The plasma concentration vs. time profiles of free and nano-DDA were displayed after the oral administration of free and nano-DDA to the rats (fig. 2). The pharmacokinetic parameters of free and nano-DDA was summarized (table 3). Nano-DDA exhibited a significant (P<0.05) increase in the peak concentrations (Cmax) and area under the plasma concentration-time curve (AUC) as compared with the free drug. A difference in the terminal half-life (t1/2) and the time taken to reach the peak concentration (Tmax) were observed. Moreover, the absolute bioavailability (AB %) of nano-DDA was found to be significantly higher (34.98±0.062%) than the free DDA (3.14±0.231%) (P<0.05).

Fig. 2: Mean plasma concentration vs. time profiles of DDA. (---) free DDA (50 mg/kg), (---) nano-DDA (50 mg (9.4 mg)/kg) to experimental diabetic rats. Data represented as mean±SEM, n=5

Table 3: Pharmacokinetic parameters of DDA and nano-DDA in experimental rats1

Pharmacokinetic parameters Free DDA nano-DDA
Dose administered (mg/kg) 50 50 (9.4 mg of DDA)
Cmax(ng) 665.5±7.39 961.7±8.78*
Tmax(h) 2 16*
AUC0-48 h X ng/ml 1293±7.51 2631±6.98*
k(elimination rate constant)/h 0.103±0.04 0.053±0.01*
t1/2(elimination half-life) (h) 6.729±.038 13.063±0.36*
Absolute bioavailability (AB %) 3.234±0.06 34.94±0.231*

The data are expressed in mean±SEM; n=5 in each group, *represents P<0.05 compared with free DDA

The results emphasized that the oral administration of free DDA resulted in a sharp Cmax (665.5±7.387 ng), early Tmax (2h) and the plasma concentration of the drug decreased rapidly, indicating a rapid metabolism of DDA. This could be attributed to the higher elimination rate kel (0.103±0.04/h) and shorter t1/2 (6.729±0.038 h). In contrast, nano-DDA displayed sustained absorption of DDA by achieving a prolonged Tmax value as compared with the free drug. The Cmax of the free DDA (665.5±7.387 ng) and nano-DDA (961.7±8.78 ng) also indicated that the Cmax of free DDA differs 1.44 times lesser than nano-DDA. A relatively slow increase and sustained plasma concentration of nano-DDA for a longer time were observed with significantly delayed Tmax (16h) and prolonged Kel (0.053±0.01/h) and higher t1/2 (13.063±0.36 h), proposing an apparently sustained release of DDA from the polymer matrix which efficiently resulted in the sustained absorption of nano-DDA in vivo. These findings substantiated that the bioavailability of DDA was extended after the nanoencapsulation into PCL polymer matrix. The AUC of the nano–DDA (50 mg/kg) was 2631±6.98 (h X ng/ml) and AUC of free DDA was 1293±7.51 (h X ng/ml) which was about 2.03 times lesser than the nano-DDA, in spite of the lower dosage of nano-DDA administered as compared to the free DDA. This could be corroborated that the systemic exposure of nano-DDA was much better than free DDA [20].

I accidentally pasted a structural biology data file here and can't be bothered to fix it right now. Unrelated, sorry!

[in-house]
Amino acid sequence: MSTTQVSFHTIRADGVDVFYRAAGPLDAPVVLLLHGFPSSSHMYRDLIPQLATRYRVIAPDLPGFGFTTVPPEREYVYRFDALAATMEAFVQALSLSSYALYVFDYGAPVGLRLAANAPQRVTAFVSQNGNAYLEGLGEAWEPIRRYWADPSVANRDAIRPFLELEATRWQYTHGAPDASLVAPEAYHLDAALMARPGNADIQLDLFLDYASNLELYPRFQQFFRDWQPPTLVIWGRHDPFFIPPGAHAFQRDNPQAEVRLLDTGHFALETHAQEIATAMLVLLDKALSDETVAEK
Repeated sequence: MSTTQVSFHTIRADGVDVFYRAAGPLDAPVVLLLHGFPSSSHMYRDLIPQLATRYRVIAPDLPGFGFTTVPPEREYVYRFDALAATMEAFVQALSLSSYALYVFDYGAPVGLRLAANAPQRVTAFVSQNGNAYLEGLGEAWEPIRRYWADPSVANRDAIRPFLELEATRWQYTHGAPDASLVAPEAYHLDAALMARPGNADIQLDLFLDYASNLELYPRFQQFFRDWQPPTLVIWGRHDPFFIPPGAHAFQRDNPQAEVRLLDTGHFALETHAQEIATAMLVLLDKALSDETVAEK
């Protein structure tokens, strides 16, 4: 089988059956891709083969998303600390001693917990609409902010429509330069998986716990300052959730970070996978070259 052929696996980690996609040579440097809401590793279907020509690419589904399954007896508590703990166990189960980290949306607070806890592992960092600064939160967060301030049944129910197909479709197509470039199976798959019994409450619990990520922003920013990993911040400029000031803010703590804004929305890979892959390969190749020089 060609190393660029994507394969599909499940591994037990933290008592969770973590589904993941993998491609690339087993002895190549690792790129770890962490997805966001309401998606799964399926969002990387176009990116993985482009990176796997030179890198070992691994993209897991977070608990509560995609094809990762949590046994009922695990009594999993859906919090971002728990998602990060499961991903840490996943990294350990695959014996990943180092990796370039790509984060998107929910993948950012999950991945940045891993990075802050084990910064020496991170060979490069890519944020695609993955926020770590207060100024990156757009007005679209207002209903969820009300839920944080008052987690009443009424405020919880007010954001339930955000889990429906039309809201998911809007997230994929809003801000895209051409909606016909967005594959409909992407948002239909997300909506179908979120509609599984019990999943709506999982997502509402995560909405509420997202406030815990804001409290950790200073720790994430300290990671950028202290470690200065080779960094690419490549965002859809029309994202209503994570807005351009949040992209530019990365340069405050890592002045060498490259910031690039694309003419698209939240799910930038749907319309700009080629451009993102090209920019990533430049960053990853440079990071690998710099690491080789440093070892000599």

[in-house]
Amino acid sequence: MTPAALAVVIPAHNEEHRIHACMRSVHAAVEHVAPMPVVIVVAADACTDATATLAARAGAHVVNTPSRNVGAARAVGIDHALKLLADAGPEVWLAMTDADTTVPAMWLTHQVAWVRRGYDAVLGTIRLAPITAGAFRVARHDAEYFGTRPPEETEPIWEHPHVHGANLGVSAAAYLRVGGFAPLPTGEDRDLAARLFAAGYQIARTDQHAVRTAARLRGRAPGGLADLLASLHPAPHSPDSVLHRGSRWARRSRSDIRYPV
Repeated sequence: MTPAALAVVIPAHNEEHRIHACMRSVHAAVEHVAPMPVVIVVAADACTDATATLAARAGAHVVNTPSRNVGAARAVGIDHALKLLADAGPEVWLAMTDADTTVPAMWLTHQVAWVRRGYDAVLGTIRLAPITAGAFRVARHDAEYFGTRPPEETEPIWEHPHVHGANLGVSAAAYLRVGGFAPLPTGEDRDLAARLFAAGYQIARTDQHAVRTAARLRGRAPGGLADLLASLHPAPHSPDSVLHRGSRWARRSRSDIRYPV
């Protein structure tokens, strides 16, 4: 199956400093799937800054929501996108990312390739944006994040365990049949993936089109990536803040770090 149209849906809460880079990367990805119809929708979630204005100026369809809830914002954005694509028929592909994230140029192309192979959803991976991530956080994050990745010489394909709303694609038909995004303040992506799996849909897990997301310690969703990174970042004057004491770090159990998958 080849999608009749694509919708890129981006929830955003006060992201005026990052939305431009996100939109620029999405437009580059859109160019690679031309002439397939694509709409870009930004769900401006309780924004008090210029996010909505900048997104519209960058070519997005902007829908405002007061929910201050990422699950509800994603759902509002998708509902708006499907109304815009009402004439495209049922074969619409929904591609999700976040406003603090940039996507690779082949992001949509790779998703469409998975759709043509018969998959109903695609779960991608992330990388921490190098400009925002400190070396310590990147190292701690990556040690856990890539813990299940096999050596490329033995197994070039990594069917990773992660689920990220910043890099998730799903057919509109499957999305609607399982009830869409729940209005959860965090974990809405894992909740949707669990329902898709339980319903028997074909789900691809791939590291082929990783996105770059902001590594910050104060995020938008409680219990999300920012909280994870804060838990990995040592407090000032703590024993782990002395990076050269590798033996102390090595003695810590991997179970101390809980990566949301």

Xie et al. reported that nano-encapsulated curcumin using poly (lactic-co-glycolic acid (PLGA) as a polymer exhibited 26.5 of AB% whereas AB% of native curcumin was 4.73% which could be substantiated that PLGA displayed a bioadhesive property which enhanced the contact with gastrointestinal tract thereby increasing its residence time and effective drug absorption [21]. A study was done by Chang et al., revealed that quercetin-loaded nano micelles exhibited a stability in gastric and intestinal fluids and did not exert any toxic effect on Caco-2 cells [22]. According to Wang et al., nanoparticles served as successful carriers for quercetin, resveratrol and curcumin to enhance their aqueous solubility, stability, bioavailability and target specificity. Nanoencapsulation protects the loaded drugs from degradation, hydrolysis and oxidation and provide a constant circulation time [20].